In light of these findings, it’s worth trying out flexible schedules in your workplace. How flexible you want to be is, of course, up to you, and different types of businesses will allow different levels of flexibility. To test the flexible scheduling waters, you could allow employees to work from home one day per week or outside the office for part of the day.

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4. Create the Right Work Space

In addition to different expectations about when they work, millennials also have different wants when it comes to their physical workspaces. A report from Building Design + Construction explains that, due to their desire for collaboration, millennials want workspaces that are open and without walls or cubicles. Because of their comfort with digital technology and the freedom it provides to work anywhere with internet access, they also favor offices that look more like coffee shops or lounges than traditional office setups.

Depending on your budget, you may or may not be able to renovate your office to meet these demands. But you can still work to adapt existing spaces to be more collaborative, even if it’s just via allowing employees to work (and collaborate) in your common areas or conference rooms. You can also consider providing employees with a stipend to work at coworking spaces for one or two days a week, as these establishments tend to be designed with millennials in mind.

5. Offer the Right Benefits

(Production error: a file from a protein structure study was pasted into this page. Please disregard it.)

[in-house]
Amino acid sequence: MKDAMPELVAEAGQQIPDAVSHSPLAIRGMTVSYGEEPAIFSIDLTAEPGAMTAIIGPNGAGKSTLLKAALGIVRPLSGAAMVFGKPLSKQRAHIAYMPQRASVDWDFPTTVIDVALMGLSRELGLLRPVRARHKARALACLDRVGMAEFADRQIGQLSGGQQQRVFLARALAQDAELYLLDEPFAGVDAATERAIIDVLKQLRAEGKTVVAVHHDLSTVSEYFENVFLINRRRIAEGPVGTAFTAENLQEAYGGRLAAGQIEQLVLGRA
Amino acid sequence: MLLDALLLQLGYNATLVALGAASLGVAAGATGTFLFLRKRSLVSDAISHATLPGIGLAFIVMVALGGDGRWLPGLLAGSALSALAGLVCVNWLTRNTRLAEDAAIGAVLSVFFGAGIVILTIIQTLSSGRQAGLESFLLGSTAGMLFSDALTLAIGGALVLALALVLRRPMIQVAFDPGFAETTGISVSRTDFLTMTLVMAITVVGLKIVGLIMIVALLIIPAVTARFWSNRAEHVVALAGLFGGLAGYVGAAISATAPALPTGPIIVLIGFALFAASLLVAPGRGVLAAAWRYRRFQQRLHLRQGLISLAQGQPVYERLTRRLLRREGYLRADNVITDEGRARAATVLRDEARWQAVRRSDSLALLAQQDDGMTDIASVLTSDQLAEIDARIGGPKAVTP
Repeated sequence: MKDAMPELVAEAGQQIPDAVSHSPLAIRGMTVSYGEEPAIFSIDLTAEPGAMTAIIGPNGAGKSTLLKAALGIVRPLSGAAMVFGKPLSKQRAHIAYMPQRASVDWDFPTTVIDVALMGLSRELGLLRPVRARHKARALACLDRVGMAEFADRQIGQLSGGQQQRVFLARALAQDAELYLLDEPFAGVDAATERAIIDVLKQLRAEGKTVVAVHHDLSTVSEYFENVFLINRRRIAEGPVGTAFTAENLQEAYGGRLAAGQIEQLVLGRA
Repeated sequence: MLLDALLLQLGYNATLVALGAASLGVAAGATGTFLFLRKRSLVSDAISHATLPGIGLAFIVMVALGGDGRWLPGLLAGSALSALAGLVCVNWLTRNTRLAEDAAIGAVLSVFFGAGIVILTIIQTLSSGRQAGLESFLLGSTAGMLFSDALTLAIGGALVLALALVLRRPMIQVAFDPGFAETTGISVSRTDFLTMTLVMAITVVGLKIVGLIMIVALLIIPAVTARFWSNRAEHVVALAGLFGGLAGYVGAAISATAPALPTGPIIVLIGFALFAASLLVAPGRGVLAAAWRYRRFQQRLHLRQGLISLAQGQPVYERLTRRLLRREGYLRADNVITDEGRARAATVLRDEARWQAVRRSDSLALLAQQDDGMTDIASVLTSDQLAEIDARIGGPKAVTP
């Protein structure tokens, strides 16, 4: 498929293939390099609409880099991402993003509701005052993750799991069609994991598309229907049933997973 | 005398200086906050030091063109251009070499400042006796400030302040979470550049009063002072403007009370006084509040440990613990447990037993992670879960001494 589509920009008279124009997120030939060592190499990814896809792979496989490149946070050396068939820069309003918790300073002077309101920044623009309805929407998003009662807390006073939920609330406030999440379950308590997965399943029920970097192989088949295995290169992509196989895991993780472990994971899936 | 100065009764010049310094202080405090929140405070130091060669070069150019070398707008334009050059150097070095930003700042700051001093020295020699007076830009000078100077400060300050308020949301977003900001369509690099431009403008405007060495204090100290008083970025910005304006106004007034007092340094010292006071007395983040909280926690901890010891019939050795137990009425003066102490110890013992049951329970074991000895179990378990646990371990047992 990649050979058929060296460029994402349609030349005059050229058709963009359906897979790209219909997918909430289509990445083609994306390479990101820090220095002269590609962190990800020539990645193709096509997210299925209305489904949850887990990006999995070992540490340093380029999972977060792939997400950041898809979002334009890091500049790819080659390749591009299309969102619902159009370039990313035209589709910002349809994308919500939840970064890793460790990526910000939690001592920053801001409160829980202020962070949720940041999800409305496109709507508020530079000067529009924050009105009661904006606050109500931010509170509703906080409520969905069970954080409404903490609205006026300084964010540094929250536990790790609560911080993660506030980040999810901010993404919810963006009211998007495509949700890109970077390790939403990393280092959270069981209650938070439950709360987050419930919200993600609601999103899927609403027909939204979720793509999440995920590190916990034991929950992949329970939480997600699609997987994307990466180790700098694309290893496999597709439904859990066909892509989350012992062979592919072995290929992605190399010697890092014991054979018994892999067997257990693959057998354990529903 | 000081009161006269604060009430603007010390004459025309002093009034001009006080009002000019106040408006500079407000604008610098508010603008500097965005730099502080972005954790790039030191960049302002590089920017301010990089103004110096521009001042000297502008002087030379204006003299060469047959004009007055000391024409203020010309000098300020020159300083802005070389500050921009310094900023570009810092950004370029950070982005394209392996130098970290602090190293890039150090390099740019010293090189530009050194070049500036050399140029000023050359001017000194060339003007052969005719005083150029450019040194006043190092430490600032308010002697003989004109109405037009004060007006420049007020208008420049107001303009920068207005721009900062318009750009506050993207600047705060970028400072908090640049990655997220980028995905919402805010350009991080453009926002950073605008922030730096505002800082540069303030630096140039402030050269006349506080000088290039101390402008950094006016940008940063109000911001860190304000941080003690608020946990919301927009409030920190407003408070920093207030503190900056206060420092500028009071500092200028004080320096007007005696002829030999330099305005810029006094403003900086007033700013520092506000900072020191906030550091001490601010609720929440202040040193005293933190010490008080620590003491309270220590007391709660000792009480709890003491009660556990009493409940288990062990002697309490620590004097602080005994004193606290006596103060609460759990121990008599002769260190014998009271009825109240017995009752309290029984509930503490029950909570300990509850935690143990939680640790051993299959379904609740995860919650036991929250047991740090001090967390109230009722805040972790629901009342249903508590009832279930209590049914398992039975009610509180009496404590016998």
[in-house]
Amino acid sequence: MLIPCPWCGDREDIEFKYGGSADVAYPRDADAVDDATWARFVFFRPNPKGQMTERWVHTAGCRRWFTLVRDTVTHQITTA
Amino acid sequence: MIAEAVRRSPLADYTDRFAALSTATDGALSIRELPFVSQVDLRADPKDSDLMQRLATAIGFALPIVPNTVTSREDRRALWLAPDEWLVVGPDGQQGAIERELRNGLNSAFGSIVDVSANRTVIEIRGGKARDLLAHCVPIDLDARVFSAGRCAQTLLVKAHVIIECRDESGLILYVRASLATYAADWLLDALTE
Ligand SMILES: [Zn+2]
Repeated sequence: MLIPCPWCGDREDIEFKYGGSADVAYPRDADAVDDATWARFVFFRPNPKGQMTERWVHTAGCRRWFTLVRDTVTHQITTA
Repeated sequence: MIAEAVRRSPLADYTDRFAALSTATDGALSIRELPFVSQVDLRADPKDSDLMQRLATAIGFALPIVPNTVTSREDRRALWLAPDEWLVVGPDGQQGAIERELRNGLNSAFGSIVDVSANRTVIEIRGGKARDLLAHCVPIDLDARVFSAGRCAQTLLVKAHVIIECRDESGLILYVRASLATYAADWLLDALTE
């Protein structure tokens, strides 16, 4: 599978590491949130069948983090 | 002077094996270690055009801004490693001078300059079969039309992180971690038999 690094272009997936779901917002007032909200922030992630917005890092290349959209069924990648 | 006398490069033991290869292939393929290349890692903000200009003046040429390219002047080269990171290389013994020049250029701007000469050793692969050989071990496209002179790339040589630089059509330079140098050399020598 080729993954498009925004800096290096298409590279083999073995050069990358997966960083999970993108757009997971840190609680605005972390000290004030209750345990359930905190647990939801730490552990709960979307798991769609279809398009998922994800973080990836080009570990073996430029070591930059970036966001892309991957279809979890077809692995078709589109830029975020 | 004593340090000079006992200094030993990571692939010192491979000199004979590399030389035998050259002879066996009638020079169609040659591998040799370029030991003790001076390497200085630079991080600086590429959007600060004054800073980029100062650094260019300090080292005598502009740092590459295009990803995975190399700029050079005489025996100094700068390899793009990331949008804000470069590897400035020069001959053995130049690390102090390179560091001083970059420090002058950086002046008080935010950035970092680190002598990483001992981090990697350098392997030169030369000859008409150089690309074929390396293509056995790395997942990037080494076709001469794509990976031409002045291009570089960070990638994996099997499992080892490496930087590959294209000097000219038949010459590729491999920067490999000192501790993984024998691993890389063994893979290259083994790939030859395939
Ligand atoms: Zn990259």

It’s tempting to focus narrowly on salary as the way to attract top talent, but millennials care about salary much less than you might think. According to a 2014 survey from GlassDoor, 89% of employees aged 18-34 would prefer an increase in perks or benefits to a pay raise.

What sorts of benefits do millennials want? Improved healthcare coverage (including mental health services) and increased vacation time rank high on the list, as well as assistance repaying student loans. These are benefits you should seriously consider, as they all work to boost employee well being and reduce lost productivity from sick days (which costs U.S. employers $225.8 billion annually, according to the CDC)--not to mention the benefits of increased retention and employee engagement.

Millennials: A Cheatsheet

The needs of millennial workers differ from those of previous generations. With a growing millennial workforce, you must adapt your HR practices to ensure your company’s future. To help keep millennials happy and engaged, focus on the following strategies:

  1. On the job training

  2. Mentorship programs

  3. Flexible schedules

  4. New workspaces

  5. Increased and improved employee benefits

With these strategies in your arsenal, you’ll be on your way to increasing overall retention and engagement at your organization.